Tuesday, December 16, 2014

A presentiment of indistinct terrors

"Yesterday their childhood came to an end." Yesterday, their mother dismissed their governess, pregnant with their cousin's child. The governess was so happy in love, but lately she's been sad. The girls overheard that there was a baby; they think that's why she's sad — the governess in another life somewhere had to leave behind her baby to come work for them. Well, not quite. And then the governess is gone, and the circumstances of her departure are a little ambiguous even, but this is not her story.
That afternoon they grow many years older. And only when they are alone in the darkness of their room in the evening do childish fears surface in them, the fear of loneliness, of images of dead people, as well as a presentiment of indistinct terrors. [...] They still dare not talk feely. But now the younger girl at last burst into tears, and her elder sister joins her, sobbing wildly. They weep, closely entwined, warm tears rolling down their faces hesitantly at first, then falling faster, hugging one another breast to breast, shaking as they share their sobs. They are united in pain, a single weeping body in the darkness. They are not crying for the governess now, or for the parents who are lost to them; they are shaken by a sudden horror and fear of the unknown world lying ahead of them, after the first terrifying glimpse that they had of it today. They are afraid of the life ahead of them into which they will now pass, dark and menacing like a gloomy forest though which they must go. Their confused fears become dimmer, almost dreamlike, their sobbing is softer and softer. Their breath mingles gently now, as their tears mingled before. And so at last they fall asleep.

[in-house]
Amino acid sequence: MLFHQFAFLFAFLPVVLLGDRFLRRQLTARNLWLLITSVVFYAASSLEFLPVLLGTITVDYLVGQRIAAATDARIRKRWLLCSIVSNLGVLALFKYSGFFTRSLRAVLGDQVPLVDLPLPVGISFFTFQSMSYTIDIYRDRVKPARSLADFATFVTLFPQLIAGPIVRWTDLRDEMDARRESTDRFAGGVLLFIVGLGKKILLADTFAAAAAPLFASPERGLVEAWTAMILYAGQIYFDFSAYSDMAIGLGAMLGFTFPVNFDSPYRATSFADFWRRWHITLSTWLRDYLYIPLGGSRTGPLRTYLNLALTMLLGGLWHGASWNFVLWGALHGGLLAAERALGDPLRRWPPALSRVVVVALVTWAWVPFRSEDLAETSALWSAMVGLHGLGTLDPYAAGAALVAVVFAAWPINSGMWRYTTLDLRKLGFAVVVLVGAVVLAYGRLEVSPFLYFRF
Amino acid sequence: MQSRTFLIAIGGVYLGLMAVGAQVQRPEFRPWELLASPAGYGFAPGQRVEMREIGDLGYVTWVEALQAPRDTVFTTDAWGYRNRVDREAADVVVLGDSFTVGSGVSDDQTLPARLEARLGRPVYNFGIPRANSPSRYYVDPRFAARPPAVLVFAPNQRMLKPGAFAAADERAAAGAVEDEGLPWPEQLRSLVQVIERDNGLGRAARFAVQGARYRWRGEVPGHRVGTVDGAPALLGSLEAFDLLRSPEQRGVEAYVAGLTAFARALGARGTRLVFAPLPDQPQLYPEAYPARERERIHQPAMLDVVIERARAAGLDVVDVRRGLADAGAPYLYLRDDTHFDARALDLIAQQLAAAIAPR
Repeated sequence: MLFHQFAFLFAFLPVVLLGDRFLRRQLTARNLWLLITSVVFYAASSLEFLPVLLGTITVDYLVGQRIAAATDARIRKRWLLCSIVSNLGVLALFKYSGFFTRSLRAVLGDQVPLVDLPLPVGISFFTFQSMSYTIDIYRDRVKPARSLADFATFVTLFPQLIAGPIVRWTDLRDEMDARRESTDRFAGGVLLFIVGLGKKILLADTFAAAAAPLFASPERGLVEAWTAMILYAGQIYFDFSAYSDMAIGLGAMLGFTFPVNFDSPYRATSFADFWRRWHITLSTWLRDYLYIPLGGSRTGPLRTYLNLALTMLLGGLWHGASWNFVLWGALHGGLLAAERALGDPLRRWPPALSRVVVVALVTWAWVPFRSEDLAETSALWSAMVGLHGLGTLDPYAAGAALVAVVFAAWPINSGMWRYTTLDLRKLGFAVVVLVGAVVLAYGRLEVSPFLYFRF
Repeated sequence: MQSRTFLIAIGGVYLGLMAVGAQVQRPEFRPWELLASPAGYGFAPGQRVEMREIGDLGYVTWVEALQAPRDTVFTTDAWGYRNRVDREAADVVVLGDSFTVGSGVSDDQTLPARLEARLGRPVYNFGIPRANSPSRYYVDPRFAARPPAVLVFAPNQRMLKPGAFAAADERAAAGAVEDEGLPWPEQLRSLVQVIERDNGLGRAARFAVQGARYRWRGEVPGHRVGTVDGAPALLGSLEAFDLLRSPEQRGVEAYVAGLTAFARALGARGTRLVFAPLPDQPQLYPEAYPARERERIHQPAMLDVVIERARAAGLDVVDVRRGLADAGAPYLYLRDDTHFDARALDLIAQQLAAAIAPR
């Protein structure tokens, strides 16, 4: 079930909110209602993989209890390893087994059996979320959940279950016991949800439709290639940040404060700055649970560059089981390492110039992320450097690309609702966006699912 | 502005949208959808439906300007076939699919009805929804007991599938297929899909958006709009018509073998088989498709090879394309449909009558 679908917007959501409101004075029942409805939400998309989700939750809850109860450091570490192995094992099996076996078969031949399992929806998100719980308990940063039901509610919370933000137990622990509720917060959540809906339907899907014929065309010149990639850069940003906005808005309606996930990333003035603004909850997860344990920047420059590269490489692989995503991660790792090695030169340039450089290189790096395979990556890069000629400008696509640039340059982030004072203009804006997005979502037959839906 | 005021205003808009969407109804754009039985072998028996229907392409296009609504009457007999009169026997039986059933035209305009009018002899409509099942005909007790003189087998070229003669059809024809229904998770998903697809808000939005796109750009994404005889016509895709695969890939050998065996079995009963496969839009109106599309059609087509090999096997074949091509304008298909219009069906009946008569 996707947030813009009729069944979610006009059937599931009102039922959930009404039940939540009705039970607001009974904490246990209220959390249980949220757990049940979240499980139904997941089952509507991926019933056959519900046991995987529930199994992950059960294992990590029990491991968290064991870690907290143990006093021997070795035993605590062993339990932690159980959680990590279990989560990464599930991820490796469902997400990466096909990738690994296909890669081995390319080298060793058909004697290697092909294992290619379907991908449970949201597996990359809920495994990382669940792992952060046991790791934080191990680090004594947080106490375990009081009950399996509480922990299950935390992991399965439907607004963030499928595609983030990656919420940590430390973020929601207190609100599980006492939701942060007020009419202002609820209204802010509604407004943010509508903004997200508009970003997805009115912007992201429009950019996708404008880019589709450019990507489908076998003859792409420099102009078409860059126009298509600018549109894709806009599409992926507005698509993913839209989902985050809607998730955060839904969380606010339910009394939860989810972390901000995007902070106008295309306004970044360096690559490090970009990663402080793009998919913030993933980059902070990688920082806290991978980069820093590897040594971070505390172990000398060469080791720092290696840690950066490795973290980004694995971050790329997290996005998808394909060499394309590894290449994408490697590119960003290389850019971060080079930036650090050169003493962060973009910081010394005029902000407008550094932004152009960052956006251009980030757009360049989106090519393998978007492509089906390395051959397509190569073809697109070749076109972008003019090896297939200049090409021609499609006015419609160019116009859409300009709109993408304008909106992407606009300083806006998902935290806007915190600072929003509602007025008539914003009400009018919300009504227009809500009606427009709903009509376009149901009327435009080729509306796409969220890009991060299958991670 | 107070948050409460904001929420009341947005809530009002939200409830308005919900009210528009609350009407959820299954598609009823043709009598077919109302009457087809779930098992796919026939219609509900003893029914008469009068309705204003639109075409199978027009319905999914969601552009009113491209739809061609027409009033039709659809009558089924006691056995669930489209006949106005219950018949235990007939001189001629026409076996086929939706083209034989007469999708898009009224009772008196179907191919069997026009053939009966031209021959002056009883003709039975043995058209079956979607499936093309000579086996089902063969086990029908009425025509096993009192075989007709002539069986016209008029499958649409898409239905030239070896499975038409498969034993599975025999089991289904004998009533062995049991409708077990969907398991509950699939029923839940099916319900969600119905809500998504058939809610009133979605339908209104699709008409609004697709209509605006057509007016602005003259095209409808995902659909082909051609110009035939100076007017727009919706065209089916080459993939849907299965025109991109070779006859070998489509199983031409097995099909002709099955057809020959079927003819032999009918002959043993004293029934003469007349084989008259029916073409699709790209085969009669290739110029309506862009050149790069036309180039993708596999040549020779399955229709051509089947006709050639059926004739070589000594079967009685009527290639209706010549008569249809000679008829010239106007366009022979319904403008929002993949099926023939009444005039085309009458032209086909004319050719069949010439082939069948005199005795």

— from "The Governess," in The Collected Stories of Stefan Zweig, by Stefan Zweig.

Do you remember crying yourself to sleep? Was it like that, puberty? Some inkling of the mysteries of love, a sexual awakening of a sort. The dark and menacing forest of fairy tales.

I rather think it must be like that. In a phenomenon like childbirth, the memory of the pain of it disintegrates over time as it yields to a greater thing. But Zweig and the intensity of my daughter's emotions these days (she is 12; the girls in the story, 12 and 13) convince me of its reality.

Zweig writes love well — the blooming of it, the tragedy of it, the awareness and secrecy of it. In one story ("A Summer Novella"), one character suggests to another that he is telling "a story like your German novelists, that's to say with lyrical fancies, broad, sentimental, tedious," and it is taken as a criticism. Indeed, I am seeing Zweig falter when he paints broader landscapes, whole villages in historical context. But when Zweig writes of the personal and intimate, I think he is "German" (without the tedium), and he is magnificent.

About the stories.

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